Next week marks the 75th anniversary of the Evian Conference, held from July 6-15, 1938. The purpose of the meeting was to find a solution to the problem of Jewish refugees fleeing from Nazi Germany. Unfortunately, the conference was an utter failure.
First, a bit of background: Adolph Hitler came to power in 1933, in the midst of a world wide depression. At the same time, tight immigration quotas limited the number of people permitted to come to the United States, and given the dire economic situation, there was little political will or public interest in lifting restrictions to assist refugees. Meanwhile, the noose was tightening around German Jewry. As early as 1933, laws were enacted to restrict Jewish rights. In 1935, the Nazi government passed the Nuremburg Laws, which deprived Jews of their German citizenship. German Jews began to flee the country in increasing numbers.
By 1938, about half of Germany’s 900,000 Jews had left the country, mostly to British Palestine (this, despite strict limits on the number of Jews who were legally permitted to immigrate to Palestine). Meanwhile, in March 1938, Hitler annexed Austria, bringing an additional 200,000 Jews under Nazi jurisdiction.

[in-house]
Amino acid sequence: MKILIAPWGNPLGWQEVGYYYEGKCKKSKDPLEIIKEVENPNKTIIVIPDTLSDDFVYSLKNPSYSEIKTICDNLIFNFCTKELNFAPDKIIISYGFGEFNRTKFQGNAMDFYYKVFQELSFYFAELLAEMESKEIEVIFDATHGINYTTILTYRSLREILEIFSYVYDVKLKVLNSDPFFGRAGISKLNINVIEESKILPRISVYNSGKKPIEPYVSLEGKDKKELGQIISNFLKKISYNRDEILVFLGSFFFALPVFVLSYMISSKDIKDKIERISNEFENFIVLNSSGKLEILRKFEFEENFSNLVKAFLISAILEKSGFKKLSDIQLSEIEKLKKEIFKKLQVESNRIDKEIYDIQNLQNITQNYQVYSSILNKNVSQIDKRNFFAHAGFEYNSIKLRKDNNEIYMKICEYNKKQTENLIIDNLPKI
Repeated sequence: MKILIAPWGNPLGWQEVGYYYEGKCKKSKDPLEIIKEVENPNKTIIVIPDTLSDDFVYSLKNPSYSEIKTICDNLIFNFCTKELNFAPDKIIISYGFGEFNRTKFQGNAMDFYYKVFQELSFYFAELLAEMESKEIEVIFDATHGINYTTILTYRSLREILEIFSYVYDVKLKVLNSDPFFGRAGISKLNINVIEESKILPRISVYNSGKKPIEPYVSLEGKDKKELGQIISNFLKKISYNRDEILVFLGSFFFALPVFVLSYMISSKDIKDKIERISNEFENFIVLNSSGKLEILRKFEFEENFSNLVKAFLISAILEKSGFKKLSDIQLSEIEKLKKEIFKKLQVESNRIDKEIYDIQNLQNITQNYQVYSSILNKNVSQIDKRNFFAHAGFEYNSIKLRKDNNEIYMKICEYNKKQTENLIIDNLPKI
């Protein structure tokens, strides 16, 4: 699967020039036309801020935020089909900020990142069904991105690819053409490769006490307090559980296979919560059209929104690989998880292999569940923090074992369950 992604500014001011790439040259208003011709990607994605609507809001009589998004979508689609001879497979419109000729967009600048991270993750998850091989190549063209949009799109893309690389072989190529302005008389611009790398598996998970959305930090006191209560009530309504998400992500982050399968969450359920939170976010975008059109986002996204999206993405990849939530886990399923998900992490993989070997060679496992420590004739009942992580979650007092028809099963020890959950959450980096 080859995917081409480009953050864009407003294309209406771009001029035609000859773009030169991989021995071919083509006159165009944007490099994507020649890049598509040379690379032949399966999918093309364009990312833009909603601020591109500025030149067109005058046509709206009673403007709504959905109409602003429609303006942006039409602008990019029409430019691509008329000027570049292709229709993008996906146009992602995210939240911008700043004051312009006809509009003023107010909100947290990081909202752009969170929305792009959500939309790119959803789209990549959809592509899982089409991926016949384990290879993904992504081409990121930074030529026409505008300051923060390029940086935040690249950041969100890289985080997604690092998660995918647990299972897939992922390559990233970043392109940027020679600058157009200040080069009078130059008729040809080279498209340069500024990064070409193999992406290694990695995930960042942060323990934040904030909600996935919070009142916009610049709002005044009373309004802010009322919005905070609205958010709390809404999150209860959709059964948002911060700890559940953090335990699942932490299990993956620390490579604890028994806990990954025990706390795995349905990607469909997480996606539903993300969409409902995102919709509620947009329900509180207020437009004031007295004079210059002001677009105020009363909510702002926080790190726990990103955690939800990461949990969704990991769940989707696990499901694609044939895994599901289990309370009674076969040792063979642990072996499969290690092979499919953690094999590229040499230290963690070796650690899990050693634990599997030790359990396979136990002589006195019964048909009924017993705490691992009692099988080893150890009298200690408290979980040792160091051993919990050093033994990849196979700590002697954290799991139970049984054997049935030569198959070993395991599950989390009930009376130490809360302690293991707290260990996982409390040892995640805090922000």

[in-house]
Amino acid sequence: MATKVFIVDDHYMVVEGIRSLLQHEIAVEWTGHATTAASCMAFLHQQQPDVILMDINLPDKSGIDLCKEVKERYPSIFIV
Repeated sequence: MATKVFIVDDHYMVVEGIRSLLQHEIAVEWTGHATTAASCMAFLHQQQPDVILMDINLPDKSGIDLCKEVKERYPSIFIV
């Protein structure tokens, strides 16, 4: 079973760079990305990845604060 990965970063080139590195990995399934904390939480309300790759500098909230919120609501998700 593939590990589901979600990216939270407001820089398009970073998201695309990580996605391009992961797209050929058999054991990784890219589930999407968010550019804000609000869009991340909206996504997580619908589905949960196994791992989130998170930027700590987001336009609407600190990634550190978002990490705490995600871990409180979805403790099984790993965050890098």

A few months later, in July 1938, Great Britain, the United States, and 30 other countries met in France at Evian-les-Baines. The purpose of the Evian Conference was to address the refugee crisis created by Jews and others fleeing Nazi persecution. Despite high hopes, in the end, the conference accomplished little. The U.S. agreed that its existing quota of 30,000 immigrants per year from Germany and Austria would be reserved for Jewish refugees. Great Britain committed to accept a similar number of refugees, and Australia agreed to accept 15,000. With the exception of the Dominican Republic, no other country agreed to take significant numbers of refugees.
In an interesting historical footnote, the dictator of the Dominican Republic, Rafael Trujillo, who was responsible for killing tens of thousands of his own people, agreed to accept 100,000 Jewish refugees. He even donated land in his country for them to settle. Ultimately, only about 800 refugees were able to reach the Dominican Republic, and after the war, most resettled in the United States.
The American politician Walter Mondale eloquently summed up the conference’s failure 40 years after the fact:
At stake at Evian were both human lives – and the decency and self-respect of the civilized world. If each nation at Evian had agreed on that day to take in 17,000 Jews at once, every Jew in the Reich could have been saved. As one American observer wrote, “It is heartbreaking to think of the …desperate human beings … waiting in suspense for what happens at Evian. But the question they underline is not simply humanitarian … it is a test of civilization.”
According to the United Nations, there are currently about 15 million refugees and 27 million displaced persons in the world. As we debate the current immigration bill, and decide how we will respond to this ongoing crisis, I wonder how our actions will be judged by history. I hope we have learned something in the last 75 years, and that we will remember our moral duty to help those in need.